Drone were used for explosion inside the premises of Air Force Station, Satwari campus, Jammu (Pic: Courtesy Twitter/@ShivAroor)
Immediately after receiving a formal order of assignment from the Union Ministry of Home Affairs, the National Investigation Agency (NIA) has on Tuesday registered a case under different sections of the Unlawful Activities (Prevention) Act and the Indian Penal Code and taken over investigation into an unprecedented drone attack on the Air Force Station Jammu on Sunday, 27 June.
“Today (29.06.2021), in pursuance of order of MHA, Government of India, NIA has reregistered the case FIR No. 170/2021 of PS Satwari, district Jammu dated 27.06.2021 as RC-03/2021/NIA/JMU under sections 3 & 4 of Explosive Substances Act, 1908, sections 13, 16, 18 and 23 of the UA (P) Act, 1967 and sections 307, 120B of IPC, 1860”, said a press release issued by the Central agency.
“The case relates to an explosion that occurred inside the premises of the Air Force Station, Satwari campus, Jammu on 27.06.2021 and a subsequent blast, after about 6 minutes carried out by drones in a well-planned conspiracy that led to the injury to two Air Force personnel and damaged the office buildings. While NIA has been working with other agencies since immediately after the incident, pursuant to reregistration of the case, requisite actions as per law, for expeditious investigation of case have been initiated”, the press release concluded.
Well-placed authoritative sources revealed that a special team of the NIA flew in from New Delhi on Tuesday and make a thorough inspection of the AFS site where one of the IEDs, dropped by a low-flying drone, had ripped off the roof of a building close to a helicopter hangar and not far away from the Indian Air Force’s Air Traffic Control (ATC) tower. The ATC manages traffic, route clearance and security for the IAF base as well as the adjoining civil airport in Jammu.
The second IED, which went off in five minutes of the first blast, reportedly hit an open area, causing minor injuries to two IAF personnel.
Even as ordinary amateur drones are known to have intruded into the Indian air space from the Pakistani side and dropped arms, ammunition and drugs on at least 12 occasions along the LoC and the International Border in Kashmir, Jammu and Punjab in the last two years, an IED attack through a drone has occurred for the first time in the country.
Sources said that the NIA would hold the investigation in coordination with National Security Guards, IAF, Army, the J&K Police and the Central intelligence agencies even as the IAF would separately hold an internal inquiry. “However, the investigation would be carried out independently without involving any foreign country”, said an official, while ruling out the possibility of access to the Pakistani agencies.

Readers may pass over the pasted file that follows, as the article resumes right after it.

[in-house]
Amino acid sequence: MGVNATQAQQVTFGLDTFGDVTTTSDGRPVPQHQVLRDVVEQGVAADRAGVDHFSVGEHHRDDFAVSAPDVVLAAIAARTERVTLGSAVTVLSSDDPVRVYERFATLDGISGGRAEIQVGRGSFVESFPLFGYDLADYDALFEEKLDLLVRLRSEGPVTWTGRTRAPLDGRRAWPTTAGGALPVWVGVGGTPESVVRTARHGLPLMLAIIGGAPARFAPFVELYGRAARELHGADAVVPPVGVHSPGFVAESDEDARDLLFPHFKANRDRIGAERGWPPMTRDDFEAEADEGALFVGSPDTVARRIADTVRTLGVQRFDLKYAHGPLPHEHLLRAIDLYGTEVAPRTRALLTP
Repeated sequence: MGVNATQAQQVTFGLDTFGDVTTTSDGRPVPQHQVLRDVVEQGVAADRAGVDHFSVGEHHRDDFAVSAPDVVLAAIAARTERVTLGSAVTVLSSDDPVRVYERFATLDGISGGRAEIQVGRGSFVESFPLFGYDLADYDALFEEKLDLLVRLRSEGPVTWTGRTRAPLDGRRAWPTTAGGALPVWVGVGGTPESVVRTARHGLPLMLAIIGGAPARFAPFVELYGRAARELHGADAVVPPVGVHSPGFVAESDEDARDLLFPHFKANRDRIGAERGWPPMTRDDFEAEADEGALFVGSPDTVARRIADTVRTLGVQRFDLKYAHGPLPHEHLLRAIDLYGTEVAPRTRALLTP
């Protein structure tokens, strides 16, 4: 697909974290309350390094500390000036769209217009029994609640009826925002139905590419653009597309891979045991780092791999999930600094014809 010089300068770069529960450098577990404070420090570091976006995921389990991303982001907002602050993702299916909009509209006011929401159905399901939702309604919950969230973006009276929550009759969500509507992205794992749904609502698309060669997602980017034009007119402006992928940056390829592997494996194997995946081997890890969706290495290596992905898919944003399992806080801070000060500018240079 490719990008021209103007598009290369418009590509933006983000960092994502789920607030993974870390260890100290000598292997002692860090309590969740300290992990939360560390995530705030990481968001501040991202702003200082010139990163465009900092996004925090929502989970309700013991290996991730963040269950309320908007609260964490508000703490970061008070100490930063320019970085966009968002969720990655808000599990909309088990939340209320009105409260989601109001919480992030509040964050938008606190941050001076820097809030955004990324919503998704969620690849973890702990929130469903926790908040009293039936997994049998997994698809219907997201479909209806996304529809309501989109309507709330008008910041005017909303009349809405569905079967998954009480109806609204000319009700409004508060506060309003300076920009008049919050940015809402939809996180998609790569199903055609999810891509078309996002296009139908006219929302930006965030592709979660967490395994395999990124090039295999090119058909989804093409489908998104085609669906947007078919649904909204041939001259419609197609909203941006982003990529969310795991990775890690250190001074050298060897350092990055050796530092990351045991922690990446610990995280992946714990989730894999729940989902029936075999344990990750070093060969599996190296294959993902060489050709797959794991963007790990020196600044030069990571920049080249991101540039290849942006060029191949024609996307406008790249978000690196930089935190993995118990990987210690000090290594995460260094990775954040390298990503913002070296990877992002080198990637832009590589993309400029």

The Central government’s decision to involve a Pakistani agency with the NIA investigation into the 2 January 2016 attack on the IAF base in Pathankot had triggered a major controversy as a team of the foreign agency gained access to the high security station.
Meanwhile, the J&K Police has started an exercise of examination and registration of all authorised drones and seizure of illegal drones. Srinagar-based photojournalist Basit Zargar said that his ‘professional drone’ was seized by officers of Nehru Park Police Station. “I have properly applied for the permission. But a Police officer asked me to deposit the drone at the local Police Station. He told me that a criminal case was being filed against me under section 160 CrPC”, Zargar said.
The media fraternity in Srinagar has requested senior Police officers to process the case of Zargar’s permission to the drone, which he uses strictly for professional purposes far away from the security forces camps and installations. The officials have been requested not to book the professional photojournalist in a criminal case.
A senior official maintained that private use of drones was not permitted in the capital city of Srinagar.
“Recently Central government has added the local Police as a stakeholder for enforcement and action as per the applicable IPC sections. All kinds of drones—nano, micro and small—require a UIN and UAOP number from DGCA, certified by Bureau of Civil Aviation Security (BCAS) and cleared by MHA and the Wireless Planning and Coordination Wing of the Department of Telecommunications”, said another senior government functionary. He said that only the drones acquired through legal custom channels were being considered for permission while the drones purchased from unauthorised channels were supposed to be seized with registration of a criminal case against the unauthorised owners.
“A large number of such cases are already pending with the authorities across India”, said the government official.
Inspector General of Police Kashmir range, Vijay Kumar, said that drones were a "new technical threat" and all the security agencies had jointly reviewed the situation and put all the security installations and the LoC on high alert after the Jammu incident.
“GoC 15 Corps and I, along with officials of other security agencies, reviewed the drone threat. It’s a new security challenge and a technical threat. We will deal with it technically”, he asserted in a conversation with the media. He said that appropriate deployment had been made at all vital installations.